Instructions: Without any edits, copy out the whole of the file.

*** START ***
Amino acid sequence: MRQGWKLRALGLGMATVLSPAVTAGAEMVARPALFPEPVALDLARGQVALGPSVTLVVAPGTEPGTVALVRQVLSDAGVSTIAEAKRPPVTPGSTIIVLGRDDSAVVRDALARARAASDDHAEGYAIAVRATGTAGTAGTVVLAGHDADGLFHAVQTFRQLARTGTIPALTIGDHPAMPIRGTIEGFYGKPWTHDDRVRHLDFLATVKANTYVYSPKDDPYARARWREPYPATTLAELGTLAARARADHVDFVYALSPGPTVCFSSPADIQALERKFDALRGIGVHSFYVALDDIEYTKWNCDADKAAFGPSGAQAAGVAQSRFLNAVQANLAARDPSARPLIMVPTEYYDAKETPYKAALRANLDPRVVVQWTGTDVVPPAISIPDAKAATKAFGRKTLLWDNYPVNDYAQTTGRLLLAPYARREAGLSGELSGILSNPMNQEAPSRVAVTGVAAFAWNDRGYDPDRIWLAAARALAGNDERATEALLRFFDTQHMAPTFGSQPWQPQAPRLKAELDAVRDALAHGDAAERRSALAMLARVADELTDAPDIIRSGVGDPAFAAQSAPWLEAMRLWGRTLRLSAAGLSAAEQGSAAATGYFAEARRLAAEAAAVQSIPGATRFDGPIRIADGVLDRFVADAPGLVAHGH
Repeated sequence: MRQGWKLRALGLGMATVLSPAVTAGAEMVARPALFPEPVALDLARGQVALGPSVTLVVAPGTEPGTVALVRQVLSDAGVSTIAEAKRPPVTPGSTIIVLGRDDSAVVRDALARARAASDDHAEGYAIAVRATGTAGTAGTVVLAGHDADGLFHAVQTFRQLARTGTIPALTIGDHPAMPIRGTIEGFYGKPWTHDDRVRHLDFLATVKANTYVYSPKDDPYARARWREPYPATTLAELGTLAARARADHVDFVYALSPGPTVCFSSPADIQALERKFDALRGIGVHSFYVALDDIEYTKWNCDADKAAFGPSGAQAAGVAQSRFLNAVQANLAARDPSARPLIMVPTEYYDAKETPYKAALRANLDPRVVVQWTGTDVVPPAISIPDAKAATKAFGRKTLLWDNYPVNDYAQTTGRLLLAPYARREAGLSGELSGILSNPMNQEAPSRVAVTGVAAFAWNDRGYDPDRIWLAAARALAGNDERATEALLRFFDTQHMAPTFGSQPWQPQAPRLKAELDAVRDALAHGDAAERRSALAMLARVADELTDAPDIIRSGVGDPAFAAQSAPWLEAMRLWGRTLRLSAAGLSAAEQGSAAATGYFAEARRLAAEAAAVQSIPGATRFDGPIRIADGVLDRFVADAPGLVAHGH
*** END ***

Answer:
Amino acid sequence: MRQGWKLRALGLGMATVLSPAVTAGAEMVARPALFPEPVALDLARGQVALGPSVTLVVAPGTEPGTVALVRQVLSDAGVSTIAEAKRPPVTPGSTIIVLGRDDSAVVRDALARARAASDDHAEGYAIAVRATGTAGTAGTVVLAGHDADGLFHAVQTFRQLARTGTIPALTIGDHPAMPIRGTIEGFYGKPWTHDDRVRHLDFLATVKANTYVYSPKDDPYARARWREPYPATTLAELGTLAARARADHVDFVYALSPGPTVCFSSPADIQALERKFDALRGIGVHSFYVALDDIEYTKWNCDADKAAFGPSGAQAAGVAQSRFLNAVQANLAARDPSARPLIMVPTEYYDAKETPYKAALRANLDPRVVVQWTGTDVVPPAISIPDAKAATKAFGRKTLLWDNYPVNDYAQTTGRLLLAPYARREAGLSGELSGILSNPMNQEAPSRVAVTGVAAFAWNDRGYDPDRIWLAAARALAGNDERATEALLRFFDTQHMAPTFGSQPWQPQAPRLKAELDAVRDALAHGDAAERRSALAMLARVADELTDAPDIIRSGVGDPAFAAQSAPWLEAMRLWGRTLRLSAAGLSAAEQGSAAATGYFAEARRLAAEAAAVQSIPGATRFDGPIRIADGVLDRFVADAPGLVAHGH
Repeated sequence: MRQGWKLRALGLGMATVLSPAVTAGAEMVARPALFPEPVALDLARGQVALGPSVTLVVAPGTEPGTVALVRQVLSDAGVSTIAEAKRPPVTPGSTIIVLGRDDSAVVRDALARARAASDDHAEGYAIAVRATGTAGTAGTVVLAGHDADGLFHAVQTFRQLARTGTIPALTIGDHPAMPIRGTIEGFYGKPWTHDDRVRHLDFLATVKANTYVYSPKDDPYARARWREPYPATTLAELGTLAARARADHVDFVYALSPGPTVCFSSPADIQALERKFDALRGIGVHSFYVALDDIEYTKWNCDADKAAFGPSGAQAAGVAQSRFLNAVQANLAARDPSARPLIMVPTEYYDAKETPYKAALRANLDPRVVVQWTGTDVVPPAISIPDAKAATKAFGRKTLLWDNYPVNDYAQTTGRLLLAPYARREAGLSGELSGILSNPMNQEAPSRVAVTGVAAFAWNDRGYDPDRIWLAAARALAGNDERATEALLRFFDTQHMAPTFGSQPWQPQAPRLKAELDAVRDALAHGDAAERRSALAMLARVADELTDAPDIIRSGVGDPAFAAQSAPWLEAMRLWGRTLRLSAAGLSAAEQGSAAATGYFAEARRLAAEAAAVQSIPGATRFDGPIRIADGVLDRFVADAPGLVAHGH